If it really is the simple things that make a difference in a person’s life and career, then the young Turks of Hollywood ought to pay more attention to how David Brown runs his office. A recent call to the vet producer’s Gotham-based Manhattan Project was answered on the first ring by the man himself.
Brown of “Jaws,” “The Sting,” “Driving Miss Daisy,” “Deep Impact,” “Chocolat,” 35 Oscar noms, 16 Oscars, a shared Irving G. Thalberg Award (with Richard Zanuck) and a couple of billion in box office revenues, doesn’t hide behind a wall of voice-mail, assistants and power lunches.
“Doris is on the other line,” says Brown simply of is longtime exec assistant Doris Wood. (Any production company execs complaining about studio cutbacks on their million-dollar overhead deals may want to suppress this Hollywood minute.)
At 84, Brown shows no sign of slowing down. “It’s been a good year,” he says.
In fact, it has been a very good year for the one-time managing editor of Cosmopolitan magazine and story maven for Daryl F. Zanuck. Among other things, “Chocolat,” on which Brown holds a producers credit with Kit Golden and Leslie Holleran, is up for five Oscars (picture, actress, supporting actress, adapted screenplay and score).
In what seems to be an annual event, other studio execs are grumbling about Miramax’s aggressive Oscar campaign for the film, which despite some critical raves and strong word of mouth has grossed just $29 million.
“It’s the same old story,” says Brown of the carping. “Since (show business) began, some people have always resented another person’s success.”
Or put another way, Hollywood types love to indulge in a little schadenfreude — joy at another’s misfortune — whenever they can.
“It’s insulting to believe that a marketing campaign can win an Oscar,” he continues. “The Academy is more independent than it has ever been.”
In the 1930s and 1940s, for example, studios like MGM had 5,000-plus employees pulling for the home team and Acad members tended to vote in blocs. Now almost everyone’s a freelancer.
“If a movie’s no good. If it doesn’t resonate with the audience, it’s not going to win anything,” Brown concludes.
While he continues his long-time association with Zanuck, Brown has a full slate of films, TV projects and Broadway shows on his own plate. First up: “Along Came a Spider,” a Paramount Pictures release and Morgan Freeman starrer that’s set for an April debut. The pic is a prequel to the 1997 Freeman-Ashley Judd movie “Kiss the Girls.”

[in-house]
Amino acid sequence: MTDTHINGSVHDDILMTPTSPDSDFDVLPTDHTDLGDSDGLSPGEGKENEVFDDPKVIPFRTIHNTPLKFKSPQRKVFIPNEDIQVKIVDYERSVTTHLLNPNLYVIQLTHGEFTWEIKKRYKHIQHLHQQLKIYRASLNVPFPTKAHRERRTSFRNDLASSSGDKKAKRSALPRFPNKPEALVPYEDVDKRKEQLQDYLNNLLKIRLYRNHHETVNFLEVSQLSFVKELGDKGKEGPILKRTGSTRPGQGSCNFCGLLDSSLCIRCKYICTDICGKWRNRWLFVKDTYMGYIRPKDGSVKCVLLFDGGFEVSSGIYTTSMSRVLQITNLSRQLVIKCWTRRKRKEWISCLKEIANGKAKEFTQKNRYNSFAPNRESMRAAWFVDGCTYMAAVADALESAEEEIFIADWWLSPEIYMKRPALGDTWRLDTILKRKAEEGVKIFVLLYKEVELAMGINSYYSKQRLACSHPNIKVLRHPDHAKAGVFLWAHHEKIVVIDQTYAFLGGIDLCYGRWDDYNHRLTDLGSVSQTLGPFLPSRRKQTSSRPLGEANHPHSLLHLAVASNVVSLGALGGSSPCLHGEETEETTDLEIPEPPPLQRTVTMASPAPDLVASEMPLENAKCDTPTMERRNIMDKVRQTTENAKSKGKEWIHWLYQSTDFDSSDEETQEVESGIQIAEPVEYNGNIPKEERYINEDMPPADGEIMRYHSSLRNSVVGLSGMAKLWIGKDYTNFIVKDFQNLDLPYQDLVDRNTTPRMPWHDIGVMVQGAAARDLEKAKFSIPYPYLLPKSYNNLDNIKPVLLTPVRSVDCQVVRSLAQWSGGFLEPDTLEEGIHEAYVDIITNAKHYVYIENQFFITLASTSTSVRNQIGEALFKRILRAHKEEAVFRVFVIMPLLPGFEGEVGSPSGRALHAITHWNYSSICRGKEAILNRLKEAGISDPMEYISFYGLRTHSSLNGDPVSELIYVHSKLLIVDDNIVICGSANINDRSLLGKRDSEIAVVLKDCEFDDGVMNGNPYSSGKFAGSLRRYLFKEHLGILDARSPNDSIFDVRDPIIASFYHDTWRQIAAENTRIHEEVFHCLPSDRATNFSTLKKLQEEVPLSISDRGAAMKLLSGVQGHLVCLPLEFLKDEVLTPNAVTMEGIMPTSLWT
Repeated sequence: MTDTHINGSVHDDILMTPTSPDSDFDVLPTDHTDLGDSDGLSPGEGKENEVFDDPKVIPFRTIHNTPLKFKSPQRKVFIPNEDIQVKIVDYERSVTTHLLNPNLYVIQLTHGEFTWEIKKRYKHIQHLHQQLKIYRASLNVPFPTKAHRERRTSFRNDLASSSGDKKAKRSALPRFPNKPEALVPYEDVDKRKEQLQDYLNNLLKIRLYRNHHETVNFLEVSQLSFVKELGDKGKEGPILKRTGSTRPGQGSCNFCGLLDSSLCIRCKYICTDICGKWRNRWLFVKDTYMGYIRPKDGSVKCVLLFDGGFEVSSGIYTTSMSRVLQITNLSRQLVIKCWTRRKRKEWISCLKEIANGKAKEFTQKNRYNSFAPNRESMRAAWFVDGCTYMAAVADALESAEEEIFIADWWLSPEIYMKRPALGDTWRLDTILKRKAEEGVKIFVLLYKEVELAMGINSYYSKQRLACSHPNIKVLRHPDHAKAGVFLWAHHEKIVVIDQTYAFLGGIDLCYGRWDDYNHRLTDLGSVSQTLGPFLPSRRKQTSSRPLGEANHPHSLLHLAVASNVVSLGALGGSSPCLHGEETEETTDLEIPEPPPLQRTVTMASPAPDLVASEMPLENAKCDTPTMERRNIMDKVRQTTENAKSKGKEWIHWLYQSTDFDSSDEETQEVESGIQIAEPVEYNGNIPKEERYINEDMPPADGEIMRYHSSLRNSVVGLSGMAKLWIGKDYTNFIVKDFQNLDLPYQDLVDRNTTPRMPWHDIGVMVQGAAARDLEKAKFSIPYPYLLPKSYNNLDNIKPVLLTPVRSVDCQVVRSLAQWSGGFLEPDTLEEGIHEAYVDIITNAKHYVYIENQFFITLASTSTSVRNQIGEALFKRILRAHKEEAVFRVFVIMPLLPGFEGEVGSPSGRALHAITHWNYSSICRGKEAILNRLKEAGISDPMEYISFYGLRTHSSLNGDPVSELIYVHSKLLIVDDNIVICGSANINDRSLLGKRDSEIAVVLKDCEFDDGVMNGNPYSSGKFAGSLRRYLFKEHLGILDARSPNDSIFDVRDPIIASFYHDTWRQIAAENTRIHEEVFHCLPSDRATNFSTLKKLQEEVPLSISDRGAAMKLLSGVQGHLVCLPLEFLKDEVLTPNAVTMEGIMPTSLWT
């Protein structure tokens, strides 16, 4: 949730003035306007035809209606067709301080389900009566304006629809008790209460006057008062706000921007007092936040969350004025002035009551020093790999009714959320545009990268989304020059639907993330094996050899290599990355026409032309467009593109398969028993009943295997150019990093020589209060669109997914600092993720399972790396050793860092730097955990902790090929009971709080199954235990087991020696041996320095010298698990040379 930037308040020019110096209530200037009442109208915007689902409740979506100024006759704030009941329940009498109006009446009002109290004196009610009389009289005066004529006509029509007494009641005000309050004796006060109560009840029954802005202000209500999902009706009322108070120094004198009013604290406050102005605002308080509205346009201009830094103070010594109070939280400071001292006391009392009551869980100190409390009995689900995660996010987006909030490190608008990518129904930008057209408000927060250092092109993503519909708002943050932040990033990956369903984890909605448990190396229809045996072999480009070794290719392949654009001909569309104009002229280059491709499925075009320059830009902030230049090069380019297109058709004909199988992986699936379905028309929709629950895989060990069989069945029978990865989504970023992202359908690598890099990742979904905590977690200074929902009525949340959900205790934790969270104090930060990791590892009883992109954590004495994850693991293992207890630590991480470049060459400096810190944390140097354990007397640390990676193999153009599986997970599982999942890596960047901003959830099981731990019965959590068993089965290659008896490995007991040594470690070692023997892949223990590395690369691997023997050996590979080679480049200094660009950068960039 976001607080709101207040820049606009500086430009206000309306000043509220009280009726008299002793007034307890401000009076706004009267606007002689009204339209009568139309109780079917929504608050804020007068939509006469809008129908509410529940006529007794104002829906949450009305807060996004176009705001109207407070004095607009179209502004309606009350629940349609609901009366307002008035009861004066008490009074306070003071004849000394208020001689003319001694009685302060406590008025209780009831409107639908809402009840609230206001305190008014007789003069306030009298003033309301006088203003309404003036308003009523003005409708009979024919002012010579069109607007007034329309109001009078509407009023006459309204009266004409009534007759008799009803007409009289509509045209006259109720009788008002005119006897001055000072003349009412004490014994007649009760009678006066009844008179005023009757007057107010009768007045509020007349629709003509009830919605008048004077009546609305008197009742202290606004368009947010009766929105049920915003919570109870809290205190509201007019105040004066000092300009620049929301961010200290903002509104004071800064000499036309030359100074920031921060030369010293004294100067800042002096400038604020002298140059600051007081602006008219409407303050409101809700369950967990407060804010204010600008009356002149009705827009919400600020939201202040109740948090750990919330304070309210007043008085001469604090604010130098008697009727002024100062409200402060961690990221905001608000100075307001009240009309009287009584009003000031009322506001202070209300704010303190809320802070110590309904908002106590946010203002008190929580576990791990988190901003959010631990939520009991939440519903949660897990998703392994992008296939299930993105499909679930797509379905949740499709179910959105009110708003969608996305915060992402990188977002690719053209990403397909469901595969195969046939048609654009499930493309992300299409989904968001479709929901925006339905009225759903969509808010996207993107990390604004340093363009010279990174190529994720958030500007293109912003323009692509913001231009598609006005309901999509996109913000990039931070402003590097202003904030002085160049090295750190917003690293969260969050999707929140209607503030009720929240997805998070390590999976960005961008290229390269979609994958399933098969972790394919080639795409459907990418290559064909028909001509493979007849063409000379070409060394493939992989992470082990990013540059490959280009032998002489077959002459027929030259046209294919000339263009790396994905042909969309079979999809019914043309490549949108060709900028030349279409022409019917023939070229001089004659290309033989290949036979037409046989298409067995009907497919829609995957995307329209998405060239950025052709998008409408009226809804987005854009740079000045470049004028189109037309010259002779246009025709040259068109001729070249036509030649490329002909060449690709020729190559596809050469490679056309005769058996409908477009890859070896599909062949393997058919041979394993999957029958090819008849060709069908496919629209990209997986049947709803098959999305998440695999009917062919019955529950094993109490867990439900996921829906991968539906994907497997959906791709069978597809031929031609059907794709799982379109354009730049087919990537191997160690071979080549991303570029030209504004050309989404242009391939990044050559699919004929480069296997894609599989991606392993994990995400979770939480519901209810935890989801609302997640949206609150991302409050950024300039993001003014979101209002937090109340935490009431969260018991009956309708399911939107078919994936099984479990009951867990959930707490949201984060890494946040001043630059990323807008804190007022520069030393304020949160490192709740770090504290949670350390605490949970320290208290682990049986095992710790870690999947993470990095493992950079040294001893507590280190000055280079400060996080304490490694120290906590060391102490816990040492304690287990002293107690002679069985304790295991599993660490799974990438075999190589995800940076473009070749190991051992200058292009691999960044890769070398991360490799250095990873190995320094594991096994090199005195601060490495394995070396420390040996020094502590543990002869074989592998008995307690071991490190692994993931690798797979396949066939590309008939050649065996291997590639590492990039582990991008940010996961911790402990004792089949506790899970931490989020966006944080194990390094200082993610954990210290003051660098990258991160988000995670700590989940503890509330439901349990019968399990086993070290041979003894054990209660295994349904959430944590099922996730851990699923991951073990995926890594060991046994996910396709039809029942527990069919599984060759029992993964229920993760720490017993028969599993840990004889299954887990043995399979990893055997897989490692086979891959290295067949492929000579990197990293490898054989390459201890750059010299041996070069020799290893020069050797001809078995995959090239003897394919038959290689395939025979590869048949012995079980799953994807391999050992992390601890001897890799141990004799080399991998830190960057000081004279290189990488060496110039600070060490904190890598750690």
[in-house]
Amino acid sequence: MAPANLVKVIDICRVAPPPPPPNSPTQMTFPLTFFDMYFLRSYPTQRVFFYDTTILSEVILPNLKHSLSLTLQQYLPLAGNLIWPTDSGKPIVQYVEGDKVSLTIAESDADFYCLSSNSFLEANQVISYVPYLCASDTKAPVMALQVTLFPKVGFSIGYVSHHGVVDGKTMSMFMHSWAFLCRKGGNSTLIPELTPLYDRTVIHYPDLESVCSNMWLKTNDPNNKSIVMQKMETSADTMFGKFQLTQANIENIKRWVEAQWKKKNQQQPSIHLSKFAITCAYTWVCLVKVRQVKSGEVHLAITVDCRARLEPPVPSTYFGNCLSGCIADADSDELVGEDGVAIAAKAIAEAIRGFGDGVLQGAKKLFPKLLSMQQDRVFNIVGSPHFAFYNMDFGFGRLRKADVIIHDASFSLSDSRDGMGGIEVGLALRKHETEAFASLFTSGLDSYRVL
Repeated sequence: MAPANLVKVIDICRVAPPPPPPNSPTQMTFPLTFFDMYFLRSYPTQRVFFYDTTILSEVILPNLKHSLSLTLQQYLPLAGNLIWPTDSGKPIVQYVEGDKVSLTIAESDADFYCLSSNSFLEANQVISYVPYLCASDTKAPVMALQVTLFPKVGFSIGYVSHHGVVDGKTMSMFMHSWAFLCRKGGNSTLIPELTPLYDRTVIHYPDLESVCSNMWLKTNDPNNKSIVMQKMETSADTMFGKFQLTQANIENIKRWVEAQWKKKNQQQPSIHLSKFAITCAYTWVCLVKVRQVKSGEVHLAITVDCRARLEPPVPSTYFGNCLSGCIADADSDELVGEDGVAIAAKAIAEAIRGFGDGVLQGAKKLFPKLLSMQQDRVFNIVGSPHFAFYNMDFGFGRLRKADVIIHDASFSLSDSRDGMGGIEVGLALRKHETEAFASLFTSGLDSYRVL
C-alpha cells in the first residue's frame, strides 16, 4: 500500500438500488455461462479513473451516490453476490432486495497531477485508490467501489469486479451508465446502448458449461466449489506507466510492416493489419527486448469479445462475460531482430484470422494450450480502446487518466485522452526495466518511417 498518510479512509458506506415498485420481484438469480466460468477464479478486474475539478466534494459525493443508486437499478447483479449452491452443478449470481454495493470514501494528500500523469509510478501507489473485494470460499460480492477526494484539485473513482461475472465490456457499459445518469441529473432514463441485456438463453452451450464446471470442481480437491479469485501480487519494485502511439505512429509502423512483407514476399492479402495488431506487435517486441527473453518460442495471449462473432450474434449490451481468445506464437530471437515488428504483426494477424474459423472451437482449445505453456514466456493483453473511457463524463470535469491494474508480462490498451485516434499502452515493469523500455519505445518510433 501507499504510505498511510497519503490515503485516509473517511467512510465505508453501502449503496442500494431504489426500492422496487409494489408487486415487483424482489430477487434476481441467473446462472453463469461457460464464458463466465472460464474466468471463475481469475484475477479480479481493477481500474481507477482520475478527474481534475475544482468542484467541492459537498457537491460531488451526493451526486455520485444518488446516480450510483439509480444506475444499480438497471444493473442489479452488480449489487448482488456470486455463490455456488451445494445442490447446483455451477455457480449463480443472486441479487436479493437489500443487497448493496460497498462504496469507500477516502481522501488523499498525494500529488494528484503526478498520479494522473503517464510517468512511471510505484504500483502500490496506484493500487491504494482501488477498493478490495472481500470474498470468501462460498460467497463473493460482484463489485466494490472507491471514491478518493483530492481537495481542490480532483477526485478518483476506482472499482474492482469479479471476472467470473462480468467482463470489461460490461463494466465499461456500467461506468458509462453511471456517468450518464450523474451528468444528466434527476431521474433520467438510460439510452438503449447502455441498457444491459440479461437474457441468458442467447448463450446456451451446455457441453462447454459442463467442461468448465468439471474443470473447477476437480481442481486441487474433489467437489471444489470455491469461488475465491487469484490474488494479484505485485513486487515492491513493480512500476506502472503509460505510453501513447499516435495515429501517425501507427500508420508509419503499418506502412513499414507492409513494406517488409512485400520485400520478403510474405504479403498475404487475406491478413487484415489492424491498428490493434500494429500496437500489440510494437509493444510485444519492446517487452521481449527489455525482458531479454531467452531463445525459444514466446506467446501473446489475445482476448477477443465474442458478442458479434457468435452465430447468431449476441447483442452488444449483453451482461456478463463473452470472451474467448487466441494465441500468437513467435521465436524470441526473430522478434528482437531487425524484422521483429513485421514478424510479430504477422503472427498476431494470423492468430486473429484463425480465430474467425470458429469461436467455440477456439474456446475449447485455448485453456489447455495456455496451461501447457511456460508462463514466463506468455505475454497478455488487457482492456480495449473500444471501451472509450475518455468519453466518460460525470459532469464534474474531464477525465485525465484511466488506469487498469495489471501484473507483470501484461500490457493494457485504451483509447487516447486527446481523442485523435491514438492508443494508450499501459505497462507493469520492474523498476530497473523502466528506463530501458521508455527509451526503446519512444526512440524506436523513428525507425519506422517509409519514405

Brown also has two film projects in the advanced stages of development. Miramax’s “Romanoff,” a take on the life of the famous Hollywood restaurateur and impostor Mike Romanoff, is out to an A list of directors.
The true-life subject of the film passed himself off as a relative to Russian nobility to gain credence with Hollywood royalty. When it became known that his claims were false, he remained the toast of showbiz cognoscenti. No casting has been announced.
Also in the wings, “Framed,” a remake of a Brit thriller that has been penned by Daniel Petrie Jr. (“Beverly Hills Cop,” “The Big Easy,” “Toy Soldiers”) for TNT. Petrie has helming duties on the project as well.
“Everyone in the business wants to work with him,” says Petrie of Brown. “His reputation, how he conducts himself and how he works with writers, they’re all big pluses. He gets people to do their best work by creating an atmosphere and relationship through which that can happen.”
For his part, Brown is also continuing his involvement with Broadway theater. Musical “The Sweet Smell of Success” (based on the acclaimed 1957 film starring Burt Lancaster and Tony Curtis) is skedded to open in Chicago in December and in Gotham in February.
In the midst of backers auditions is “Mister Goldwyn” starring Alan King, a play about Hollywood legend and studio founder Samuel Goldwyn.
“I’m far too old to retire,” says Brown, with a chuckle, of his still full-time approach to the biz. “Middle age is lethal. That’s when you’ve had it. But at my age you’ve beaten the odds. Like Andy Rooney said: ‘As long as I have my marbles, I’m not going anywhere.’
“Besides, what would I retire to?”